Unmarried and childless, the brothers lived and worked together in a tightly interwoven manner to produce some of the most enigmatic and arresting paintings of their time. Born in the small town of Laon, in the Picardy region of France, they were reportedly trained by an unknown artist who may have been traveling through their hometown. Very little is known about the brothers’ artistic activity until 1629, when Antoine Le Nain is documented as a painter in the guild of Saint-Germain-des-Prés, Paris. Recognized by their peers as leaders in the contemporary artistic landscape, all three were elected early members of the Académie Royale de Peinture et de Sculpture in the French capital.


Seniors 65+
College students with valid ID
17 and under

Audio guides: $8 General | $7 Members

Ticket include same-day general admission to the de Young museum in Golden Gate Park. Groups of 10 or more have access to priority booking, discounted tickets, and private tours. Learn more.

Exhibition Highlights

Le Nain, "Peasants before a House", ca. 1640. Oil on canvas, 21 3/4 x 26 5/8 in. FAMSF, Museum purchase, Mildred Anna Williams Collection, 1941.7
Le Nain, "Three Men and a Boy", ca. 1640–1645. Oil on canvas, 21 ¼ x 25 3/8 in. National Gallery, London, NG 4857. © National Gallery, London
Le Nain, "Bacchus and Ariadne", ca. 1635. Oil on canvas, 40 1/8 x 59 7/8 in. Musée des Beaux-Arts, Orléans, France, 70.4.1. Photo by Christophe Camus
Le Nain, "Peasant Interior with Old Flute Player", ca. 1642. Oil on canvas, 21 ¼ x 24 ½ in. Kimbell Art Museum, Fort Worth, Texas, AP 1984.22
Le Nain, "The Adoration of the Shepherds", ca. 1635–1640. Oil on canvas, 43 x 54 5/8 in. National Gallery, London, NG 6331. Photo National Gallery, London, UK / Bridgeman Images
Le Nain, "Peasant Interior", ca. 1640. Oil on canvas, 21 7/8 x 25 ½ in. National Gallery of Art, Washington, DC, Samuel H. Kress Collection, 1952.2.20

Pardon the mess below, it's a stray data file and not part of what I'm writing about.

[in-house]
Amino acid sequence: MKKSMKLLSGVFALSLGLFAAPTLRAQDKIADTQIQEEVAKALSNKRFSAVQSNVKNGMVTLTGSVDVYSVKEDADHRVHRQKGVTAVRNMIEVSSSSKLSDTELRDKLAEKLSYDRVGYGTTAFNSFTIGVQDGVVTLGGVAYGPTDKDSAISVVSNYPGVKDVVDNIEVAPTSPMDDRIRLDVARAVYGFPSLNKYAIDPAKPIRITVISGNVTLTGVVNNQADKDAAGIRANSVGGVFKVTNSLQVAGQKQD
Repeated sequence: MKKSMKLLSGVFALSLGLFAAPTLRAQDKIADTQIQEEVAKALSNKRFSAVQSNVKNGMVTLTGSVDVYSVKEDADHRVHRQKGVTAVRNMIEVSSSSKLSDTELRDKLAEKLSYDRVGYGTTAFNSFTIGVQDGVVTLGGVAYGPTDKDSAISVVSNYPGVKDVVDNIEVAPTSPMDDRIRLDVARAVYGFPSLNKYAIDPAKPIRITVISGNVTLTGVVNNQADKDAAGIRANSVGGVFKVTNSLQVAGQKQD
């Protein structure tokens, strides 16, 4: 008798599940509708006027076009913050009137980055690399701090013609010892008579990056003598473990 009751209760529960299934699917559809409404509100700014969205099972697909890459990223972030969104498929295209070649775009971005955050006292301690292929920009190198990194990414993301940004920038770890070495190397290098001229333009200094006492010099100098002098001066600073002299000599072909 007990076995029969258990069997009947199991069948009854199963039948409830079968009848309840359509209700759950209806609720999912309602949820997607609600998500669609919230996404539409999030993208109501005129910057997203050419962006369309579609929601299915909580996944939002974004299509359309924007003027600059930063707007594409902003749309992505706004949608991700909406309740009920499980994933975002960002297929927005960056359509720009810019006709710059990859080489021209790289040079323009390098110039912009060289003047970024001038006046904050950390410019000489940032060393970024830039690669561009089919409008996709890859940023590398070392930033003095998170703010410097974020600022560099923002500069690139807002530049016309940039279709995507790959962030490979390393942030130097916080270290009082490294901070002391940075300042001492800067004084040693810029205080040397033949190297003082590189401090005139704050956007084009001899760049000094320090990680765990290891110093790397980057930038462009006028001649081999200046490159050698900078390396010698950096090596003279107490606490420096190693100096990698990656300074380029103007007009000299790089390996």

The Brothers Le Nain: Painters of Seventeenth-Century France

Featuring more than sixty paintings highlighting the artists' full range of production, including altarpieces, private devotional paintings, portraits, and the poignant images of peasants for which the brothers are best known, this generously illustrated volume presents new research concerning the authorship, dating, and meaning of the works by well-known scholars in the field. Also groundbreaking are the results of a technical study of the paintings, which constitutes a major contribution to the scholarship on the Le Nain brothers.

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This exhibition is organized by the Fine Arts Museums of San Francisco, the Kimbell Art Museum, and Musée du Louvre-Lens. Presenting Sponsor: Diane B. Wilsey. Curator’s Circle: The Bernard Osher Foundation. Conservator's Circle: Mr. Lionel Sauvage. Benefactor’s Circle: Phoebe Cowles and Robert Girard.

The exhibition is supported by an indemnity from the Federal Council on the Arts and the Humanities.

The catalogue is published with the assistance of the Andrew W. Mellon Foundation Endowment for Publications.